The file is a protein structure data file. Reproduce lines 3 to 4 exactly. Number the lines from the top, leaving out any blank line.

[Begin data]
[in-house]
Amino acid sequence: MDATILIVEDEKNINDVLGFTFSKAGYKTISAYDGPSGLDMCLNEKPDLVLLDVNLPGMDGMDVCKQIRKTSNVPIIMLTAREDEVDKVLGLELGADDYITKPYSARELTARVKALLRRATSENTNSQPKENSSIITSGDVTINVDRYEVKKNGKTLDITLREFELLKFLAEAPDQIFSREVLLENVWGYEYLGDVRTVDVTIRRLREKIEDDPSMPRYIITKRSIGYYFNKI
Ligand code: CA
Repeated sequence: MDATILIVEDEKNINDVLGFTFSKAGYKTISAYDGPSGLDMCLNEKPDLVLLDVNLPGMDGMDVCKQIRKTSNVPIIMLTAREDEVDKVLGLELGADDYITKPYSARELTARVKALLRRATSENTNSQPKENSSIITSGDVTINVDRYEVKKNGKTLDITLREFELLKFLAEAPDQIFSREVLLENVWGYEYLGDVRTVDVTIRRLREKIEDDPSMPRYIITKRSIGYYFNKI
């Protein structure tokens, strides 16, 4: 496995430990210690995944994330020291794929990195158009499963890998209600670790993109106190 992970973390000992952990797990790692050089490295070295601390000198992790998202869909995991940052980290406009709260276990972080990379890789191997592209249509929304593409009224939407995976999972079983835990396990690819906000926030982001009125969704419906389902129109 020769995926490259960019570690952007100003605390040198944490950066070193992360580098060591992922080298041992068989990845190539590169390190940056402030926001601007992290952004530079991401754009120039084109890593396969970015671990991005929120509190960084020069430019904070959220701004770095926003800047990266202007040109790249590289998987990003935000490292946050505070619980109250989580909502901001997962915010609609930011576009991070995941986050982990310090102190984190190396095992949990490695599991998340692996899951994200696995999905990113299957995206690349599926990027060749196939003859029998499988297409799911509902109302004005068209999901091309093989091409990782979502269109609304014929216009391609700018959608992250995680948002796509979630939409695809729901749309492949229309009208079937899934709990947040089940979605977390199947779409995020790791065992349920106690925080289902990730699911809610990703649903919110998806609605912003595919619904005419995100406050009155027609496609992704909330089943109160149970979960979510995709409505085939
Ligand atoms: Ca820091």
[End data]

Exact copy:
Ligand code: CA
Repeated sequence: MDATILIVEDEKNINDVLGFTFSKAGYKTISAYDGPSGLDMCLNEKPDLVLLDVNLPGMDGMDVCKQIRKTSNVPIIMLTAREDEVDKVLGLELGADDYITKPYSARELTARVKALLRRATSENTNSQPKENSSIITSGDVTINVDRYEVKKNGKTLDITLREFELLKFLAEAPDQIFSREVLLENVWGYEYLGDVRTVDVTIRRLREKIEDDPSMPRYIITKRSIGYYFNKI